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Old May 25th, 2007, 12:38 PM   #9
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Can anyone comment on how ProTools varies from Sound Forge? Do these essentially do the same thing?
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Old May 25th, 2007, 01:26 PM   #10
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Quote:
Originally Posted by Dawn Haynesobrien View Post
Can anyone comment on how ProTools varies from Sound Forge? Do these essentially do the same thing?
No they don't. Pro Tools is better compared to Vegas in that it's a multi-track audio program. Until version 9, Sound Forge was limited to 2 tracks and is more of a mastering program (i.e. do a final clean up of any audio abnormalities before making your master). Sound Forge also has a lot more tools than Vegas does for audio enhancement/modification/clean-up.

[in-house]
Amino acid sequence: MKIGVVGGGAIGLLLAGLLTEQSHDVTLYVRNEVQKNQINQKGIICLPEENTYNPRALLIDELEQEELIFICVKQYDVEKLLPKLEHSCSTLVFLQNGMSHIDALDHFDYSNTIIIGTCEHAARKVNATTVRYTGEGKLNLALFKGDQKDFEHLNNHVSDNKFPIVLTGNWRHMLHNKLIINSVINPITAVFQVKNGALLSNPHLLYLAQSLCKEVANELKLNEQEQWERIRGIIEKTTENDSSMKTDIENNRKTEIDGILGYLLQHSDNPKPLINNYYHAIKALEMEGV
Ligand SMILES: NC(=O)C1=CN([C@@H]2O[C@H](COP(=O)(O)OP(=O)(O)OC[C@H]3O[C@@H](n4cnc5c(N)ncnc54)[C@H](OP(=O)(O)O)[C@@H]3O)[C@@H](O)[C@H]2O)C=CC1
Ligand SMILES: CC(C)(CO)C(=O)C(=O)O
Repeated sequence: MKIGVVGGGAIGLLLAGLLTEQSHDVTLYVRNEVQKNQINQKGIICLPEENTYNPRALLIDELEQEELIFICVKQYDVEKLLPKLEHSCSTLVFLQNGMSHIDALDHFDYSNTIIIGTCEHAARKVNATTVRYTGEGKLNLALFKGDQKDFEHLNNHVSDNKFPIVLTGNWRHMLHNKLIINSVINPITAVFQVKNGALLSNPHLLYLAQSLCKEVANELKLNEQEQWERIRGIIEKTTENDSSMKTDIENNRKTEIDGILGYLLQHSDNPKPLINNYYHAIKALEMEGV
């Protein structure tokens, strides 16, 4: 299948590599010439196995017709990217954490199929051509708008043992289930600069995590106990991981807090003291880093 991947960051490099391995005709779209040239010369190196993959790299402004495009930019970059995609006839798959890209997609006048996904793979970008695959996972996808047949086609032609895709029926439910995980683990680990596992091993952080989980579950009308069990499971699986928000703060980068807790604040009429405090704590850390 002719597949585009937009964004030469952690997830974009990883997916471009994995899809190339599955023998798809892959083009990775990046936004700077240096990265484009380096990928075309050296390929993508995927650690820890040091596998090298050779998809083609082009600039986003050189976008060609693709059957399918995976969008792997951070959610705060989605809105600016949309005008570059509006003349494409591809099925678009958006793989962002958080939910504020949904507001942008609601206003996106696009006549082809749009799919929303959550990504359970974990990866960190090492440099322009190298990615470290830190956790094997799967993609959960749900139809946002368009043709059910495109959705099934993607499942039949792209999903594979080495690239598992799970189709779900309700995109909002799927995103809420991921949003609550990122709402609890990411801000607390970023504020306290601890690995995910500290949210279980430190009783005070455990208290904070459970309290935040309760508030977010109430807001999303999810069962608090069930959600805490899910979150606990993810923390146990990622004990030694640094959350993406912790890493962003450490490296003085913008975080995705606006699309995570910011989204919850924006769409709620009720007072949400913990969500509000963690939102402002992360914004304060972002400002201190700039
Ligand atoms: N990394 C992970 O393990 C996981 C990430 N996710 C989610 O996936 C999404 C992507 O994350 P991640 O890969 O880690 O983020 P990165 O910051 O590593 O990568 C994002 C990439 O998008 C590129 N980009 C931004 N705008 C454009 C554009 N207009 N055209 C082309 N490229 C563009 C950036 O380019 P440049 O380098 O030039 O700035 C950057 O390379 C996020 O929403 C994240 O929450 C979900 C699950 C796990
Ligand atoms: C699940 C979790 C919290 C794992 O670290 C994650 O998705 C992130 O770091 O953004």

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Old May 25th, 2007, 04:56 PM   #11
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I have had experience in working in Acid and I think its very similar to ProTools. Acid is basically the audio editing version of Vegas where it enables the user to use multi-tracks layers (hence the loops). I actually used Acid to edit sound and put sound FXs as well. I dont usually use SoundForge to edit sound as it directly edits the file (which can destroy your file if you're not careful) whereas Acid makes a reference of it when you edit (like Vegas).